In Saint-Clément-des-Baleines on the l’Ile de Ré, four blockhouses built by German Army during World War II, as part of Atlantic Wall, have been bulldozed to the ground in past days. The reasons provided by the local goverment have been by safety and for protecting environment. In fact, these bunkers have accentuated the erosion of the dune in a short term time. 

(TV report via Pascal Foucaud, Nathalie Combes, Marc Millet, and Julien Fagot)

l’Ile de Ré is an island off the west coast of France near La Rochelle; La Rochelle was the main Atlantic base for the occupying Nazi navy during the Second World War. The island is well known for its sandy beaches. During World War II, the beaches of the l’Ile de Ré were fortified by German forces with bunkers, in order to block a possible seaward invasion. This island is completely flat; it is 30 km long and 5 km wide. 

(Photography via

(Photography via © XAVIER LEOTY)

(Photography via © PASCAL COUILLAUD

Many of the bunkers are still visible, in a more or less derelict state. The huge bunkers until now proved extremely difficult and costly to destroy and they stayed as monuments to period of occupation.

The gently sloping beaches are so good that this island was used to film some of the scenes for the classic war film "The Longest Day", about the D-Day landings in June 1944. But, apart from some derelict German bunkers, little remains of the Second World War nowadays. 

Fortunately, previous the demolition of the blockhouses, these have been the object of a accurate inventory. Specialists have taken a lot of photographies and have made 3d projections. Blockhouses will be included in the General Inventory of heritage in progress, as Sud Ouest reported. 

Atlantic Wall was Hitler's defensive system against an expected Allied attack. It was composed of an extensive system of coastal defence and fortifications. It was built by Nazi Germany between 1942 and 1944; it stretched all the way from the Spanish border to Scandinavia.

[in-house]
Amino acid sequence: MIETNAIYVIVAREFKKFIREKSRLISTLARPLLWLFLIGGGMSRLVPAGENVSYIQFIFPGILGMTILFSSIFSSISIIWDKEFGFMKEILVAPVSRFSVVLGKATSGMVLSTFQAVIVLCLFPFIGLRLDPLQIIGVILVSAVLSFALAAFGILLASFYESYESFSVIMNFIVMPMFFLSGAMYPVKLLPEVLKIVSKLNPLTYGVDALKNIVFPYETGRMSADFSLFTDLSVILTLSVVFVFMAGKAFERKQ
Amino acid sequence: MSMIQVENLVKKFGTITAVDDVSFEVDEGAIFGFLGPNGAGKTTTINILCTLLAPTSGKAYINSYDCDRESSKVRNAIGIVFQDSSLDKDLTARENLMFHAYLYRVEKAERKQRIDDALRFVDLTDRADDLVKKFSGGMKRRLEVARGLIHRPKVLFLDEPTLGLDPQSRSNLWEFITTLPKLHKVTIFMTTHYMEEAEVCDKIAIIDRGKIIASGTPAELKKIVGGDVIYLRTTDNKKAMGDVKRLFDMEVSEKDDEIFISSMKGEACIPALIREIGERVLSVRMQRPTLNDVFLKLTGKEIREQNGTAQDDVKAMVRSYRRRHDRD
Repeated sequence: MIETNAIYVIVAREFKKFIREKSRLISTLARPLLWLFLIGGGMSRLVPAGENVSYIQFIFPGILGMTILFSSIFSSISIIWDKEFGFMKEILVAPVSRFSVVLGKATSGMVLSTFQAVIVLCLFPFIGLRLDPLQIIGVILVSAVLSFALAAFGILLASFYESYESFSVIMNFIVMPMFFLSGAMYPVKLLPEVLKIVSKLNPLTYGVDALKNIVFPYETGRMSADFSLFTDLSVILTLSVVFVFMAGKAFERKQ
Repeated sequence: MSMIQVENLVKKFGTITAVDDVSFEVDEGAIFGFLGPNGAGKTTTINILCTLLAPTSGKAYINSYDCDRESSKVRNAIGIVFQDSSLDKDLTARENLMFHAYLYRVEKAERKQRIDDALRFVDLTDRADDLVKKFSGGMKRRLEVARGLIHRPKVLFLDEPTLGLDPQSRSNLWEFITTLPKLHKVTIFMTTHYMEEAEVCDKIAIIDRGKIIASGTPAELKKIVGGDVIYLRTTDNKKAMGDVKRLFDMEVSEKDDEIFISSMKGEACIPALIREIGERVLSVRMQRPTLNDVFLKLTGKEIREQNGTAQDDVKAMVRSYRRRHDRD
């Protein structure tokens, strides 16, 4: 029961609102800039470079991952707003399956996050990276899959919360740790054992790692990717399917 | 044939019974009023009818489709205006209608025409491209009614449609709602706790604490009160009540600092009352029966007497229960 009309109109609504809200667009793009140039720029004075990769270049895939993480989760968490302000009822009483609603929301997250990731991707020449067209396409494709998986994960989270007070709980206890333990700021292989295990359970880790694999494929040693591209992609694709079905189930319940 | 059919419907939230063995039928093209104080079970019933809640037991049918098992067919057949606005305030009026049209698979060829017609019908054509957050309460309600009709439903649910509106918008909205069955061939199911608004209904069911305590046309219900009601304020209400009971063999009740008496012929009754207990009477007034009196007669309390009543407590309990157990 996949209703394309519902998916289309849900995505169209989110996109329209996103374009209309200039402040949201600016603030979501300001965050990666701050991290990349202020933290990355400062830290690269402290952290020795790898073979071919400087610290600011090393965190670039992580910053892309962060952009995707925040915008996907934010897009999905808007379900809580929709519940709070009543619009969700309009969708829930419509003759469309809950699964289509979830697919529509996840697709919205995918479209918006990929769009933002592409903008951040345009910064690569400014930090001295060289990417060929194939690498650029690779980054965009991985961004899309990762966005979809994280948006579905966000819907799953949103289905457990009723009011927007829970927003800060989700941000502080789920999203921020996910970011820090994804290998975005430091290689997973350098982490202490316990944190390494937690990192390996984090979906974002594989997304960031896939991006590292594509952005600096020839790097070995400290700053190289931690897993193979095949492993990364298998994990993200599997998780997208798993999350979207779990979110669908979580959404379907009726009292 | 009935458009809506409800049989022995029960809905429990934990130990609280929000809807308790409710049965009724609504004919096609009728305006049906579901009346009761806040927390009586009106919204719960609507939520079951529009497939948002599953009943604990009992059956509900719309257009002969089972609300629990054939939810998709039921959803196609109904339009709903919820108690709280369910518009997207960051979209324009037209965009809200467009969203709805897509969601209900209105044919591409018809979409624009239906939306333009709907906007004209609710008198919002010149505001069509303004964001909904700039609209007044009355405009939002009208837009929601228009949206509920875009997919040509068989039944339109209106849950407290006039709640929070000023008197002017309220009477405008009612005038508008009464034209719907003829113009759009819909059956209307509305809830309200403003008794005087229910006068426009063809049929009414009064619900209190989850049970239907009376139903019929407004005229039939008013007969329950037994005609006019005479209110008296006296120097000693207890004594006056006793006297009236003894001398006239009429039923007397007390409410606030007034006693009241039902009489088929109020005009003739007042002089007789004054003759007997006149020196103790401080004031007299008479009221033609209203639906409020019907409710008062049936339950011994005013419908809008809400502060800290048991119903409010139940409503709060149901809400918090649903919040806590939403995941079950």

France was country where the most extensive building took place. As a result, nowadays, still thousands of blockhouses, barracks and gun emplacements are visible along 800 miles (1,287km) of French coast. They are substantial and evocative vestiges of war-time Europe.

(Photography via © PASCAL COUILLAUD

Immediately after the war, in France there was little interest in preserving the wall due to the negative memories associated with the Nazi occupation. Until the emergence of local associations like Gramasa (Archaeological Research Group for the Atlantic Wall: Arcachon Sector) dedicated to safeguarding remains of the Atlantic Wall, in France there had been no effort to preserve this extraordinary historical landmark.

The situation in other countries, where there are still portions of this impressive defensive system. In many cases this sites have been renovated as tourist attractions or for educational visits. As BBC News reported five years ago "the internet boasts Atlantic Wall fan sites in Germany and the Netherlands - and strong interest in the UK - but nothing in France". 

(Photography via © PASCAL COUILLAUD

Nevertheless, In the north of France, the situation looks be different. The tourism based on visit to Normandy beaches, memorials, cementeries, batteries, etc. is very important and supposes a source of enrichment for everyone. Every years, thousand and thousand of visitors arrive at Gold, Juno, Sword, Utah and Omaha beaches to remember the historics facts which took place there, and pay tribute who lost their lives fighting in the last stages of World War II.

An good example of conservation and better exploitation is the Todt Battery which is one of the best preserved parts of Atlantic Wall. Although the bunker of Eperlecques, the biggest bunker in the north of France, is not part of the Atlantic Wall, is also a good example of preservation and renovated use. It was open to the public in 1973 and was listed as "Ancient Memorials" in 1985.

In defense of the demolition decision, it is necessary to tell that the area is a popular tourist destination. It has approximately the same number of hours of sunshine as the famous southern coast of France. The island is noted to have a constant light breeze, and the water temperature is generally cool. The island surrounded with gently sloping, sandy beaches is a real treat for families and tourists.

Source: | | | Wikipedia |

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